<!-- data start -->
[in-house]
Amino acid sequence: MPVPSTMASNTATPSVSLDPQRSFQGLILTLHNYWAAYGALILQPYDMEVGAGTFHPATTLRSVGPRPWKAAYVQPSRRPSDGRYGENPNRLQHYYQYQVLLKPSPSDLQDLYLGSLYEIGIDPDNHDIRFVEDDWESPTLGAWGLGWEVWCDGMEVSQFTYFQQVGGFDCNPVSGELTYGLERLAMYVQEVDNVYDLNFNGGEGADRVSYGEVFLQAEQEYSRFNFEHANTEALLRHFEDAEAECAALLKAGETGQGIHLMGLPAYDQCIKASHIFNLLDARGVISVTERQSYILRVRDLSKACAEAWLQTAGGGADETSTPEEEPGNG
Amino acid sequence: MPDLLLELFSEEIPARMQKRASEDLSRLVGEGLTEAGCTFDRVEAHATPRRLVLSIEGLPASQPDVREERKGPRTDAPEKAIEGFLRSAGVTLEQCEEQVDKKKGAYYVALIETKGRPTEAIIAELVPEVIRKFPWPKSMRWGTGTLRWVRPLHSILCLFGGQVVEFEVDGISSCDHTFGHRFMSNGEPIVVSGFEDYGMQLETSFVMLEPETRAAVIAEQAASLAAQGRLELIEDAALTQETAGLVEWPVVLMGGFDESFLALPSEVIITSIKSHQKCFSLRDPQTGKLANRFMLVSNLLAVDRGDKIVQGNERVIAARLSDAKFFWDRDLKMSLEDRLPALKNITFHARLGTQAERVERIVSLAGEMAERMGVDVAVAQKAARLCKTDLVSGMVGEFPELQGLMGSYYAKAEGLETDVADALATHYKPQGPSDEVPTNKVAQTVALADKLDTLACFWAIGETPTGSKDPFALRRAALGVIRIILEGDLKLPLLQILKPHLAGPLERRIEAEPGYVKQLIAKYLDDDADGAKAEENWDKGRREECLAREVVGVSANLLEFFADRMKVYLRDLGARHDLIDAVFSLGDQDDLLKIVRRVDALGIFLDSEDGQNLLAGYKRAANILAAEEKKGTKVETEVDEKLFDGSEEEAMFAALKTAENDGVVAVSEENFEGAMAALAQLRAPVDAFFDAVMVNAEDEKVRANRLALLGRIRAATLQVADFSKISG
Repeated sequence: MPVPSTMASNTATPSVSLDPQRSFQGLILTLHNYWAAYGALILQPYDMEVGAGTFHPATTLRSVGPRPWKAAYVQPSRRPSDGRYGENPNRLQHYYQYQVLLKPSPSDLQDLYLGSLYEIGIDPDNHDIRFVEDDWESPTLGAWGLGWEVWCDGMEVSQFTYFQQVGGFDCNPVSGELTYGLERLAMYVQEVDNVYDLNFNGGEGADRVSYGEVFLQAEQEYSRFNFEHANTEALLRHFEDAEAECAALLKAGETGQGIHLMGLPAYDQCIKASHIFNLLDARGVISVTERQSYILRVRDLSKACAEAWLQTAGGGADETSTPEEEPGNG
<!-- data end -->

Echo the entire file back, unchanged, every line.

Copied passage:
[in-house]
Amino acid sequence: MPVPSTMASNTATPSVSLDPQRSFQGLILTLHNYWAAYGALILQPYDMEVGAGTFHPATTLRSVGPRPWKAAYVQPSRRPSDGRYGENPNRLQHYYQYQVLLKPSPSDLQDLYLGSLYEIGIDPDNHDIRFVEDDWESPTLGAWGLGWEVWCDGMEVSQFTYFQQVGGFDCNPVSGELTYGLERLAMYVQEVDNVYDLNFNGGEGADRVSYGEVFLQAEQEYSRFNFEHANTEALLRHFEDAEAECAALLKAGETGQGIHLMGLPAYDQCIKASHIFNLLDARGVISVTERQSYILRVRDLSKACAEAWLQTAGGGADETSTPEEEPGNG
Amino acid sequence: MPDLLLELFSEEIPARMQKRASEDLSRLVGEGLTEAGCTFDRVEAHATPRRLVLSIEGLPASQPDVREERKGPRTDAPEKAIEGFLRSAGVTLEQCEEQVDKKKGAYYVALIETKGRPTEAIIAELVPEVIRKFPWPKSMRWGTGTLRWVRPLHSILCLFGGQVVEFEVDGISSCDHTFGHRFMSNGEPIVVSGFEDYGMQLETSFVMLEPETRAAVIAEQAASLAAQGRLELIEDAALTQETAGLVEWPVVLMGGFDESFLALPSEVIITSIKSHQKCFSLRDPQTGKLANRFMLVSNLLAVDRGDKIVQGNERVIAARLSDAKFFWDRDLKMSLEDRLPALKNITFHARLGTQAERVERIVSLAGEMAERMGVDVAVAQKAARLCKTDLVSGMVGEFPELQGLMGSYYAKAEGLETDVADALATHYKPQGPSDEVPTNKVAQTVALADKLDTLACFWAIGETPTGSKDPFALRRAALGVIRIILEGDLKLPLLQILKPHLAGPLERRIEAEPGYVKQLIAKYLDDDADGAKAEENWDKGRREECLAREVVGVSANLLEFFADRMKVYLRDLGARHDLIDAVFSLGDQDDLLKIVRRVDALGIFLDSEDGQNLLAGYKRAANILAAEEKKGTKVETEVDEKLFDGSEEEAMFAALKTAENDGVVAVSEENFEGAMAALAQLRAPVDAFFDAVMVNAEDEKVRANRLALLGRIRAATLQVADFSKISG
Repeated sequence: MPVPSTMASNTATPSVSLDPQRSFQGLILTLHNYWAAYGALILQPYDMEVGAGTFHPATTLRSVGPRPWKAAYVQPSRRPSDGRYGENPNRLQHYYQYQVLLKPSPSDLQDLYLGSLYEIGIDPDNHDIRFVEDDWESPTLGAWGLGWEVWCDGMEVSQFTYFQQVGGFDCNPVSGELTYGLERLAMYVQEVDNVYDLNFNGGEGADRVSYGEVFLQAEQEYSRFNFEHANTEALLRHFEDAEAECAALLKAGETGQGIHLMGLPAYDQCIKASHIFNLLDARGVISVTERQSYILRVRDLSKACAEAWLQTAGGGADETSTPEEEPGNG